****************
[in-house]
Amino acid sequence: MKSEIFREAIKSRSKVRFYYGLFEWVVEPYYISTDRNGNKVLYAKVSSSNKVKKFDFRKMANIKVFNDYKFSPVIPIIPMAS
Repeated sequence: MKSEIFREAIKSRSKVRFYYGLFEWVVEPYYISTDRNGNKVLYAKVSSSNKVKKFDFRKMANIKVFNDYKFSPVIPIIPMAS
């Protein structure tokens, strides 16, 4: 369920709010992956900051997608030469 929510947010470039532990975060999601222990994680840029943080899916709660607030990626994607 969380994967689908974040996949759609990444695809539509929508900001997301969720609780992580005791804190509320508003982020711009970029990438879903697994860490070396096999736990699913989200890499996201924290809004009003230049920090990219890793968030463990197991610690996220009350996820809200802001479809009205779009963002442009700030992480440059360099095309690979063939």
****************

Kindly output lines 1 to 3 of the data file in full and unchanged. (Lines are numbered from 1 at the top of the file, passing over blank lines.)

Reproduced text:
[in-house]
Amino acid sequence: MKSEIFREAIKSRSKVRFYYGLFEWVVEPYYISTDRNGNKVLYAKVSSSNKVKKFDFRKMANIKVFNDYKFSPVIPIIPMAS
Repeated sequence: MKSEIFREAIKSRSKVRFYYGLFEWVVEPYYISTDRNGNKVLYAKVSSSNKVKKFDFRKMANIKVFNDYKFSPVIPIIPMAS